If you’re thinking of remodeling, turn a mudroom or extra bedroom into a dedicated laundry room big enough to house the washer and dryer, hang hand-washables, and store bulk boxes of detergent.

Look for spaces that already have plumbing hookups or are adjacent to rooms with running water to save on plumbing costs.

Trend #4: Souped-up kitchens

Although houses are trending smaller, kitchens are getting bigger, according to the American Institute of Architects’ Home Design Trends Survey.

Kitchen remodels open the space, perhaps incorporating lonely dining rooms, and feature recycling centers, large pantries, and recharging stations.

Oversized and high-priced commercial appliances—did we ever fire up six burners at once?—are yielding to family-sized, mid-range models that recover at least one cabinet for storage.

Since the entire family now helps prepare dinner (in your dreams), double prep sinks have evolved into dual-prep islands with lots of counter space and pull-out drawers.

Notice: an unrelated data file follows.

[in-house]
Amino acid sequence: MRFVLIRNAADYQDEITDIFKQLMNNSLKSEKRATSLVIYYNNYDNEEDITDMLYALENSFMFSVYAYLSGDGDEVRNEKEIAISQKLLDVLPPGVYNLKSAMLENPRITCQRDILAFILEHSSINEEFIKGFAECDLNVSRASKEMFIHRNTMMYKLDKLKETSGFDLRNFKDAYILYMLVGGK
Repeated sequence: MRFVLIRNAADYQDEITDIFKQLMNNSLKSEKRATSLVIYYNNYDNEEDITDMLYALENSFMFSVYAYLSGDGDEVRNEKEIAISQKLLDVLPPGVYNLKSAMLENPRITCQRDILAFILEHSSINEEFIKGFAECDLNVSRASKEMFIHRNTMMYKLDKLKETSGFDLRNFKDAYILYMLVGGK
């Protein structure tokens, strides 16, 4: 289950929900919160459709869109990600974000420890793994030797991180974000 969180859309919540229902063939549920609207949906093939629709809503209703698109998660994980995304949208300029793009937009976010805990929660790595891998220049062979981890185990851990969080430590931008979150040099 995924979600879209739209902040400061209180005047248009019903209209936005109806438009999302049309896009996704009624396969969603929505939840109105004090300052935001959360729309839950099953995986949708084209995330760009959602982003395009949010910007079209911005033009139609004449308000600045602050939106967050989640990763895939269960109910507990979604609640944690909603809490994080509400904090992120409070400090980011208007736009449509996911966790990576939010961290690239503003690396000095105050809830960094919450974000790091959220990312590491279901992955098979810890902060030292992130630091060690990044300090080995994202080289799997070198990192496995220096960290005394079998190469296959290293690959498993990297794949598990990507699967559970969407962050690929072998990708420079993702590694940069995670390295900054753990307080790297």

Trend #5: Energy diets

We’re wrestling with an energy disorder: We’re binging on electronics—cell phones, iPads, Blackberries, laptops—then crash dieting by installing LED fixtures and turning the thermostat to 68 degrees.

Are we ahead of the energy game? Only the energy monitors and meters know for sure.

These new tracking devices can gauge electricity usage of individual electronics ($20 to $30) or monitor whole house energy ($100 to $250). The TED 5000 Energy Monitor ($240) supplies real-time feedback that you can view remotely and graph by the second, minute, hour, day, and month.

Trend #6: Love that storage

As we bow to the new god of declutter, storage has become the holy grail.

We’re not talking about more baskets we can trip over in the night; we’re imagining and discovering built-in storage in unlikely spaces—under stairs, over doors, beneath floors.

Under-appreciated nooks that once displayed antique desks are growing into built-ins for books and collections. Slap on some doors, and you can hide office supplies and buckets of Legos.

Giant master suites, with floor space to land a 747, are being divided to conquer clutter with more walk-in closets.

Trend #7: Home offices come out of the closet

Flexible work schedules, mobile communications, and entrepreneurial zeal are relocating us from the office downtown to home.

Laptops and wireless connections let us telecommute from anywhere in the house, but we still want a dedicated space (preferably with a door) for files, supplies, and printers.